Recently, Jon Samuelson and I were having a conversation and he asked me, “What do you see as the big ‘game changer’ in education?”
I hate this question (as I think Jon does as well). You hear things like MOOC’s, tablets, the Flipped Classroom, coding, gaming, social media, blah blah blah, and how they are going to change everything that we do. If you are going to pick a single “thing” that is a game-changer in education, it is the Internet. This is not just for education, but for everything. Honestly though, this is years ago and I think that many of understand the opportunities the “World Wide Web” has provided to us in so many facets of our life. That being said, that “game changer” has already happened.
The real game changer isn’t something external; it is internal. It is the way we think and grow. It is moving from that “fixed” mindset about teaching and learning, and moving to the “growth” mindset. It is thinking differently about education and understanding that all of us as people need different things to succeed. To some students, the “Flipped” model is hugely beneficial, while to some others, gaming is going to push their learning to a new level. Some learn better in isolation, while others excel in collaboration. There is no single “thing” that is a game changer. If there was, we would have figured it out and adopted it by now. We have to stop looking for standardized solutions to try and personalize learning. Our mindset towards teaching and learning has to be open to many approaches, not any single one.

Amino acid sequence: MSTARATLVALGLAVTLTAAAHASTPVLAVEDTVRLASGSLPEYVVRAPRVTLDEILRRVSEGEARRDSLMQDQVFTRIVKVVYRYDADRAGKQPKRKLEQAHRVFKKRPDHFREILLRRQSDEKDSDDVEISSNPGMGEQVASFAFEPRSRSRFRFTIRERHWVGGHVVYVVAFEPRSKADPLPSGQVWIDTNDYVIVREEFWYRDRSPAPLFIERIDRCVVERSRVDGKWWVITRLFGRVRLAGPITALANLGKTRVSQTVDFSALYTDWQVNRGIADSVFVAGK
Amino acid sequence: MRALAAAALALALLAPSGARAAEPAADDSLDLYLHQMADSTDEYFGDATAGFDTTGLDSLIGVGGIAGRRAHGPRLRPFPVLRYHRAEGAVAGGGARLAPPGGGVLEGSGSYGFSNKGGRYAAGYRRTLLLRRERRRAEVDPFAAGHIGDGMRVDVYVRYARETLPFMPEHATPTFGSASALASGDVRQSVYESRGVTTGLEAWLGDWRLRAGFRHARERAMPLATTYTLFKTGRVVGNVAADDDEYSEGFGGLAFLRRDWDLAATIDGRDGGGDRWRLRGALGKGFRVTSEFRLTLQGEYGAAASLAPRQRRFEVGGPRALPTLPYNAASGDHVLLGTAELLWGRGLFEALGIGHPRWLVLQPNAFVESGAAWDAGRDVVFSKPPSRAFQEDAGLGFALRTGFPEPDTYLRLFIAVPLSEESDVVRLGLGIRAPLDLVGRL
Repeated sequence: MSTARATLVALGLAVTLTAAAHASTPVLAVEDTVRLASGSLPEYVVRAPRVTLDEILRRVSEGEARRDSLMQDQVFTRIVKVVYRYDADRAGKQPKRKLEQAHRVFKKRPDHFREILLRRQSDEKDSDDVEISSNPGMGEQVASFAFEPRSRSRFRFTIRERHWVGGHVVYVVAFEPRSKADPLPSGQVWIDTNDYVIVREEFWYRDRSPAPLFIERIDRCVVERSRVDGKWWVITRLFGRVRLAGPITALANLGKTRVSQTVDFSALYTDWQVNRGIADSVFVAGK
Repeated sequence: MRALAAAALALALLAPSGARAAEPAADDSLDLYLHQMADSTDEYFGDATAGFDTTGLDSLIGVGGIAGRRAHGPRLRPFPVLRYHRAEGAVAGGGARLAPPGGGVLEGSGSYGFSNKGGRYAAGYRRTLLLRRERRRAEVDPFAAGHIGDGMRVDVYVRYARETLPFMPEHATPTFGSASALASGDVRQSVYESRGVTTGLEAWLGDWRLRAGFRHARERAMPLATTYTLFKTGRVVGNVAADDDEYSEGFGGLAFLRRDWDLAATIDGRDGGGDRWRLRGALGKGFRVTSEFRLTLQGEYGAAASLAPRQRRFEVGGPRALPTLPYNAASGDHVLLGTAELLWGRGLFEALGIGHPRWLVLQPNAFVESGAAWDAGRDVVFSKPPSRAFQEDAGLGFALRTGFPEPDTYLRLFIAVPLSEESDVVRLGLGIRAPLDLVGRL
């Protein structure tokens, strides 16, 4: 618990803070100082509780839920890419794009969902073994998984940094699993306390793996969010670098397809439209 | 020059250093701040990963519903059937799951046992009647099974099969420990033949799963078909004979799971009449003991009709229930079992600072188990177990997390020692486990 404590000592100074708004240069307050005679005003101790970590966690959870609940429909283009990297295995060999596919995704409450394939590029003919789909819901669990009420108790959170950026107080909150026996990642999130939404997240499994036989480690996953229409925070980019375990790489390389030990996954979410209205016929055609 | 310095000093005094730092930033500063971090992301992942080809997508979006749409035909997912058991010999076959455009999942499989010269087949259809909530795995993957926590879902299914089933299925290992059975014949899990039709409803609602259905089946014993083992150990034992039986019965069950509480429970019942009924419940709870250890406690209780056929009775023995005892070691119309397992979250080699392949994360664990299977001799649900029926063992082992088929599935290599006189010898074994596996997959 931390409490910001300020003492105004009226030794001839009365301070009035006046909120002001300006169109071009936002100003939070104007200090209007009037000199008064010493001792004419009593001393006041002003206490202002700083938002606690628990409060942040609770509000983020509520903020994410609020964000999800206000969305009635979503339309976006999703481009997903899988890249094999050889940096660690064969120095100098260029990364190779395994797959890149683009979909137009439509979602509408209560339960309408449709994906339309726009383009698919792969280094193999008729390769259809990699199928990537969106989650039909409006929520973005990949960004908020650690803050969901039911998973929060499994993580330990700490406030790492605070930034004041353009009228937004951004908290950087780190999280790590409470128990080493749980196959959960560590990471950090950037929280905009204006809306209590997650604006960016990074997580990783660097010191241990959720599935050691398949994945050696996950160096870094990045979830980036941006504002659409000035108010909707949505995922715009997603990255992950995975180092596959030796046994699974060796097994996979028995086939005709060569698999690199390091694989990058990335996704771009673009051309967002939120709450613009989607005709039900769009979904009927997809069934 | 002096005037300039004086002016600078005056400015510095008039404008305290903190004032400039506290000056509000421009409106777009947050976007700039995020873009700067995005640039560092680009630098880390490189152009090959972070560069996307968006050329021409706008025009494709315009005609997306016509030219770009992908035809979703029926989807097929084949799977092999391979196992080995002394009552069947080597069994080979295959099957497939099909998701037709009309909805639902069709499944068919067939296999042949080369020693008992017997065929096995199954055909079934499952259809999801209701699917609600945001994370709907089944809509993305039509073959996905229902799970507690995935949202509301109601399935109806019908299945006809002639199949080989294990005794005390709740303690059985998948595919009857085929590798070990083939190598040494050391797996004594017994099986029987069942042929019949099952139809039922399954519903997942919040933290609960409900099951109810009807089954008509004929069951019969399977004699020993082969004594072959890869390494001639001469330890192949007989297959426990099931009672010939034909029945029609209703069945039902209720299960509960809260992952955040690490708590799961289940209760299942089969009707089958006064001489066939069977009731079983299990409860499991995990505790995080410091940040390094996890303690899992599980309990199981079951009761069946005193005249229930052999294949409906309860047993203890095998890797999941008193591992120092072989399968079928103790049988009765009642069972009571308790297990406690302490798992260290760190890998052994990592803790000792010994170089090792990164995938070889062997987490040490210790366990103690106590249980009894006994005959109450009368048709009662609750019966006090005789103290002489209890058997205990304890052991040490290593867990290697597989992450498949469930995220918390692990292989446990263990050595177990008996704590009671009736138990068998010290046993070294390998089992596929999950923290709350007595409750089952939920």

If I was standing in front of you and speaking, I would say the following:
The biggest game changer in education is not out there (as I point all around me). It is in here (as I point to my head, but symbolizing all of our brains, not just mine) and has ALWAYS been in here (pointing to my chest, around the heart area).
I am not trying to be hokie, but I am sharing what I believe. Change is the one constant that we will always have in our world and if we do not grow and learn to embrace it, then we will become irrelevant. This mindset towards learning is only one part of the solution; making the connections with our learners is also equally (if not more) significant.
Do we need to look at all of these new “trends” in learning? Absolutely. This is not an anti-technology rant. In fact, it is the opposite. Innovative teaching starts with innovative thinking. We have to look at all of these things around us, ask questions, learn, be open to the opportunities that many different technologies give to us and our students, and help them work for our kids.
The “game changer” is, and always will be, being open to new learning opportunities, doing something with them, and making that human connection to our learners.
The best teachers have always done this, and will continue to do so.